I harshly criticized this duo's DG disc of Mozart Two Piano Concertos as being as bland and as uninteresting as one could possibly imagine. And I blamed 91-year-old Marriner's conducting as the main culprit.
This newest disc from this duo begins similarly. This Carnival of the Animals is the most uninspired, curiously under-characterized account I have ever heard. It is played absolutely "straight", exactly as written, with no insight, charm, imagination or fun whatsoever. And not just by the pianists; the same comes from the RCO chamber players (this is the original version).
After a big yawn, fortunately things change very much for the better when Stephane Deneve steps up to the podium for the Poulenc Two Piano Concerto. I've said it over and over before and I'll reiterate now - the conductor is most certainly as important in a concerto as the soloist(s). And that is certainly born out here. This Poulenc positively leaps off the printed score - with an exciting, cracking tempo right out of the gate. Orchestra and pianists alike come to life with real power, precision, and a heretofore unrealized sense of youthful freshness and energy from these young pianists. Tempos are very quick in all 3 movements, and the execution of the busy finger-work from both soloists is assured, crisp, clean and exciting. The orchestral contribution is exceptional; the excellent recording quality revealing much inner detail and intricacies throughout the orchestra which are often obscured.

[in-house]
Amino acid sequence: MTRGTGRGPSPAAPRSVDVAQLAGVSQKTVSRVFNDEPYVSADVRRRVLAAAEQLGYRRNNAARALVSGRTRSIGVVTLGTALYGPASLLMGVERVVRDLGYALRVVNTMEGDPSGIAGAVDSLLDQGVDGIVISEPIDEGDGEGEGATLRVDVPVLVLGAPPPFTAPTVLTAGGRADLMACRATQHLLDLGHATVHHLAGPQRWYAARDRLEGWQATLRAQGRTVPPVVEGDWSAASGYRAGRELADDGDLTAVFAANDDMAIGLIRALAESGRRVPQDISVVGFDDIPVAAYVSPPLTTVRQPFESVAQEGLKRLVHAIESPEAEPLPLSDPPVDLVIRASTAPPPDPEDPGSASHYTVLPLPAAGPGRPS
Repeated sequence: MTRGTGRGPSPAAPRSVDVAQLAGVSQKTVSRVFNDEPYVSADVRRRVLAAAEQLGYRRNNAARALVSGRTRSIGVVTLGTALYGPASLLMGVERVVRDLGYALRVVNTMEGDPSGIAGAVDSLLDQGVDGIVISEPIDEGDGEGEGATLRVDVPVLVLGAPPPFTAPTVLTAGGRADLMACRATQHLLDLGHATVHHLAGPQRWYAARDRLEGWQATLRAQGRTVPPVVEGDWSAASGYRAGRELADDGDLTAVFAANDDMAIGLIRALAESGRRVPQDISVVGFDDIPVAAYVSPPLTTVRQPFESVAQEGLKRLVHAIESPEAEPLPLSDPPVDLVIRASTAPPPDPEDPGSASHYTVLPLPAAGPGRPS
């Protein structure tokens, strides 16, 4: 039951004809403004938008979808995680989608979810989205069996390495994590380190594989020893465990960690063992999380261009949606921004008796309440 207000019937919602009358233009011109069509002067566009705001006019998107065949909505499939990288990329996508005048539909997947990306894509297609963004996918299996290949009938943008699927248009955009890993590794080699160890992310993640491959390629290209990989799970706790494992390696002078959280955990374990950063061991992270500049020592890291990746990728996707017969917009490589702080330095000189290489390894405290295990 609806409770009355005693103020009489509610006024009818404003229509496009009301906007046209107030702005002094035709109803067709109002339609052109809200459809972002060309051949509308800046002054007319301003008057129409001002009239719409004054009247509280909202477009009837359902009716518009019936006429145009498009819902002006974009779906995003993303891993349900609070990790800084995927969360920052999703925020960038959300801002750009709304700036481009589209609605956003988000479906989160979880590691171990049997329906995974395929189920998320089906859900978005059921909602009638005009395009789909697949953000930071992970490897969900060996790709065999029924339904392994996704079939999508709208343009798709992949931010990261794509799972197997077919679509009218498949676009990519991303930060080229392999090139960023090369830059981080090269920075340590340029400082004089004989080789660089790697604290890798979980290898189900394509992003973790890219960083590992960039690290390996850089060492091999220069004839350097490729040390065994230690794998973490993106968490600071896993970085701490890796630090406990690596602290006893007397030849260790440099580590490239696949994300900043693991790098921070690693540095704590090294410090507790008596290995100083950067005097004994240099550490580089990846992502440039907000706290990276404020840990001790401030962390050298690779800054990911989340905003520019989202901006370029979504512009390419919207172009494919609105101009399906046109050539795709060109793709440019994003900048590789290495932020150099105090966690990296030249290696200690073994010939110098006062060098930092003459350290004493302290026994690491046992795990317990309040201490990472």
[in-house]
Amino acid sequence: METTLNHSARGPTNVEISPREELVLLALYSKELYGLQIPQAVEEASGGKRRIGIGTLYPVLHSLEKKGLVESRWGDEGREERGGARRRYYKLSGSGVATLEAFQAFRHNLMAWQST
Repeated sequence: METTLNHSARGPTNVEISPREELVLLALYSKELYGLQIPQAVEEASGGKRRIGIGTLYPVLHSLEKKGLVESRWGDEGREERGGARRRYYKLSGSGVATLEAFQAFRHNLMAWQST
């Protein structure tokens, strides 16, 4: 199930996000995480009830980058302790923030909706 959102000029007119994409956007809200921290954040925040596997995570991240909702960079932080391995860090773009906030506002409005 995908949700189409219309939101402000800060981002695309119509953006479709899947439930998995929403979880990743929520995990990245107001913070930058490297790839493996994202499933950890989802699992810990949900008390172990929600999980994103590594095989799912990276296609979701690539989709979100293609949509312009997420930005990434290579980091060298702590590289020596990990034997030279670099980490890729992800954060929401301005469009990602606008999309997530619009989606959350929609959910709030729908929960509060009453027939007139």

As to comparisons, this Poulenc is not quite up to the magnificent standards of some of my favorite versions (the Bards on Capriccio and Le Sage on RCA, to name just two) in the overt characterization of the many variety of moods in this piece. (The Bards had me laughing out loud at their playfulness in the Finale!). But this is very entertaining and exciting. And, as noted above, the recording is excellent - certainly better than the slightly artificial acoustic heard on the Capriccio disc.
Rounding out this program is Fazil Say's terrific Night, for piano four-hands, which was commissioned by the Beecham Society for the Jussens. It is wonderfully inventive, atmospheric, exciting and involving. The boys do a great job bringing this piece to life, providing its premier recording. I hope other piano duos will record it as well.
As fabulous as the Poulenc and Say pieces are here, I can only conclude that the record producers decided to add the Saint-Saens as a filler. And it certainly sounds as if that's all it is - a mere afterthought that no one really wanted to do. It is mediocre and unimaginably boring. And making matters worse, DG inserts very long pauses in between sections, dragging it out even further. But it is certainly nice to hear these young men at their very best in the Poulenc, proving once again that a good conductor can make all the difference.